The spokesman for the CDC indicated that the stock ownership “complicated” her work at CDC. Conflicts of interests do tend to bring those complications to the fore. However, beyond the slow divestiture, was her purchase of shares in a Japanese tobacco company one month after taking over the CDC. Once that purchase hit the airways, Ms. Fitzgerald resigned.

Here’s the Barometer’s thought — if you are the boss of getting people to stop smoking, why would buying stocks in tobacco companies be a smokin’ deal? (as it were) The conflicts are embarrassingly large, but perhaps we should also question the now former secretary’s wisdom and judgment as well. Then again, the purchase was of shares in a tobacco company located in a country where they puff away without CDC efforts. Perhaps the move was a shrewd one, diabolical even. She was betting on smokers in Japan. You can’t make this stuff up.

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Feds Order Wells Fargo to Get 4 New Board Members

Despite the fact that Wells had already shuffled its board once, the Federal Reserve is now requiring Wells Fargo to remove at least four of its current directors. The Feds’ concern? Eight of the current directors were on the board during the period when Wells managed to haul in 3.5 million fake accounts and engage in other consumer debt shenanigans. The Feds did not name names for ouster, but Wells will proceed with the changes.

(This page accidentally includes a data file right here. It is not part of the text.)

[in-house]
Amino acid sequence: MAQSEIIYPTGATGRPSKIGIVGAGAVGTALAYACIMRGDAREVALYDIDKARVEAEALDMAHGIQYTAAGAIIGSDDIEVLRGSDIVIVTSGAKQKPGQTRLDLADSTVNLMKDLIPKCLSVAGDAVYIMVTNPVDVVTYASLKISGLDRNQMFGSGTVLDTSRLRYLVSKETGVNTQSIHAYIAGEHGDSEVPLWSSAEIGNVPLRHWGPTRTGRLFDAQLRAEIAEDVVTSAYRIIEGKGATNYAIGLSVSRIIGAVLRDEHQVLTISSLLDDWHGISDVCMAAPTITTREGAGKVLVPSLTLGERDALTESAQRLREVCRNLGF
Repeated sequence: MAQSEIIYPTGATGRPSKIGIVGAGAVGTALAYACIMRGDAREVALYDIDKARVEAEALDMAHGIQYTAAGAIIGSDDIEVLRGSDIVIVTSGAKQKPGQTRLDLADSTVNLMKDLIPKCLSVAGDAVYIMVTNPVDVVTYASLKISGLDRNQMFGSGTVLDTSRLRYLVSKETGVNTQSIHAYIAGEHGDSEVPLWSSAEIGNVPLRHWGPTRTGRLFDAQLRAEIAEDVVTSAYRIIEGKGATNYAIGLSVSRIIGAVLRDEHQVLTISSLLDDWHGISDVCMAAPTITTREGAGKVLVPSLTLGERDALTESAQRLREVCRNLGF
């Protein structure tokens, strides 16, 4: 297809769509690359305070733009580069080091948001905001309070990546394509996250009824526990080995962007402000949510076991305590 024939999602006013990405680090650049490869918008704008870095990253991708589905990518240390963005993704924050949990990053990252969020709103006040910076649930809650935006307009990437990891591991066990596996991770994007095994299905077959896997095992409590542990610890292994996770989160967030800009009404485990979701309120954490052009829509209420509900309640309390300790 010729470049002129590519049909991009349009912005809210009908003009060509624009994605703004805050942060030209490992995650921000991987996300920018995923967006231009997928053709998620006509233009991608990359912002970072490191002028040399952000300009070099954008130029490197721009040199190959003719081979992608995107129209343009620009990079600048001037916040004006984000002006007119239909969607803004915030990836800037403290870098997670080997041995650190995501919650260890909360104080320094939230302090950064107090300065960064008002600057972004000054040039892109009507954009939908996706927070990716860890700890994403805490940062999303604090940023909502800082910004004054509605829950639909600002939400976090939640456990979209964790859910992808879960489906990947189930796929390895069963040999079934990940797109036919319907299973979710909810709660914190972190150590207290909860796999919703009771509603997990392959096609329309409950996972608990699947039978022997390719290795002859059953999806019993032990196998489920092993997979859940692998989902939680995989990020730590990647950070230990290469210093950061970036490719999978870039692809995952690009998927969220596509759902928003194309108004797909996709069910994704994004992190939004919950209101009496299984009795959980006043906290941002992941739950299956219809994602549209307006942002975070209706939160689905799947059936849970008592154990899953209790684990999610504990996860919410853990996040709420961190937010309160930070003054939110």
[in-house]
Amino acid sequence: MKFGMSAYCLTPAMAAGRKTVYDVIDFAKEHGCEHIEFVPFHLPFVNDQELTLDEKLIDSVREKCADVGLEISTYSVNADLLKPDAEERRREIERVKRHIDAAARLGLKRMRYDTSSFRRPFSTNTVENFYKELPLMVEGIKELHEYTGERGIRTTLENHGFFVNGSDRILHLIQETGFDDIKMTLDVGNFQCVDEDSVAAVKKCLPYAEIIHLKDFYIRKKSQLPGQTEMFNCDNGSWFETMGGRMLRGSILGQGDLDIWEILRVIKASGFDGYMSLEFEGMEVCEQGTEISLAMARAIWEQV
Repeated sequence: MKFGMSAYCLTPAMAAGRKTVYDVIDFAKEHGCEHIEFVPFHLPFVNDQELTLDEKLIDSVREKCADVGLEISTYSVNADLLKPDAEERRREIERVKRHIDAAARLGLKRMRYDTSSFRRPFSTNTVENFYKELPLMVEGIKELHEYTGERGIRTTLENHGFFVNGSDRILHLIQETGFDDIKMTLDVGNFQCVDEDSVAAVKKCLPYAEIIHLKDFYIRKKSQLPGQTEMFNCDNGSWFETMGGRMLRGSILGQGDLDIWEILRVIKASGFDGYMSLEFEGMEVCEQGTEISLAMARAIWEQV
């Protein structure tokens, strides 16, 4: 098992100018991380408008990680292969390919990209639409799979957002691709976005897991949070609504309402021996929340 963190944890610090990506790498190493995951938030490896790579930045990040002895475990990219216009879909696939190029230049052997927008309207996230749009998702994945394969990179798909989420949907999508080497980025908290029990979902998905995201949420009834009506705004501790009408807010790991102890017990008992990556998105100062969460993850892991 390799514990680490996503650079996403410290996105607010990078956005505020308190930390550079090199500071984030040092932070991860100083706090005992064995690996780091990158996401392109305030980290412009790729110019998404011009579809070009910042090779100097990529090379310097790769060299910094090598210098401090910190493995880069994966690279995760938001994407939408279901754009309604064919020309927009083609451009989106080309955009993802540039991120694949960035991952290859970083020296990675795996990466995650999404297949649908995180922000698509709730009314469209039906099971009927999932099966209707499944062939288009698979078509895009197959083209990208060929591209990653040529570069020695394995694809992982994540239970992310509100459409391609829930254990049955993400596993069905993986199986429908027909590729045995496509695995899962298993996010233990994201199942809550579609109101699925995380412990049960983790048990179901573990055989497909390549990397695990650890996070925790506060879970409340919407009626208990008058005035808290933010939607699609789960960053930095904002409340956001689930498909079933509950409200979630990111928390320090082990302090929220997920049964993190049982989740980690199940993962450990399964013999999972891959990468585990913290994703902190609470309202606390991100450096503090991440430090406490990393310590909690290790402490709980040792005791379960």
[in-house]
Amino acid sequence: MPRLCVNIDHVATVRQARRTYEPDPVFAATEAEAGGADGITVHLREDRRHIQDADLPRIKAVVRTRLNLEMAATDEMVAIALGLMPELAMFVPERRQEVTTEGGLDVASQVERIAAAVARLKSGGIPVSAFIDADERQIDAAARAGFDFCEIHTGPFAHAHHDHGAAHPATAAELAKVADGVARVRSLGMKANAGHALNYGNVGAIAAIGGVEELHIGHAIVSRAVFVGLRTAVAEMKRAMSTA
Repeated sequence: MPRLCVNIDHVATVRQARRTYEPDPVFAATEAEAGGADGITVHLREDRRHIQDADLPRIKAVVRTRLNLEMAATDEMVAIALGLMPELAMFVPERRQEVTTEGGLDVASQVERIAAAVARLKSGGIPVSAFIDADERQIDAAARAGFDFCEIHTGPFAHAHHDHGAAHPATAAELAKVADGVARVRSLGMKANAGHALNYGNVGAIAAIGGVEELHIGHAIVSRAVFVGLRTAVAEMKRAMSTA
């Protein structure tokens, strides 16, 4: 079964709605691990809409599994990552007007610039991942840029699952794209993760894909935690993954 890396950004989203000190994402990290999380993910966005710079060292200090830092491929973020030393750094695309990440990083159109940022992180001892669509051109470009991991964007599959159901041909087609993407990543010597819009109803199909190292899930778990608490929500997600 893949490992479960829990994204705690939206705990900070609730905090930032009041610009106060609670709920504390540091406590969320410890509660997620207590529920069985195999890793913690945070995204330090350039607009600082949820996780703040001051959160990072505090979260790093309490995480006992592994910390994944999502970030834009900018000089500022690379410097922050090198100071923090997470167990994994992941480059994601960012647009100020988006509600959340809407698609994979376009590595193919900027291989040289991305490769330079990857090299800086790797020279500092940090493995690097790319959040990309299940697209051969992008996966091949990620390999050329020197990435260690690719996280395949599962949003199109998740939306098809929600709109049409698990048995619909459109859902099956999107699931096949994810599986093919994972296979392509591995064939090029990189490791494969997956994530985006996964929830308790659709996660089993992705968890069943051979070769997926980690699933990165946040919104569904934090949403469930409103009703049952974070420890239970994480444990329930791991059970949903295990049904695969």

We have seen board member held personally liable for damages. We have seen board members charged civilly in some fraud cases. But, actually getting down to “You’re outta here,” ’tis a rare thing. However, Wells has had a tin ear for some time now and sharpening up the hearing (as in putting ears to the ground) does require new minds, new views, and new blood.

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If the Patriots Are on the Field, You Can Bet Something Shady, Gray-Areaish, or Slick Is Going On

There was a revealing, and, as yet, unnoticed moment in yesterday’s Super Bowl game, that was most revealing about the character of Tom Brady. The Barometer’s husband and son began hooting during the fourth quarter about the play that resulted in the ball going back to the Philadelphia Eagles.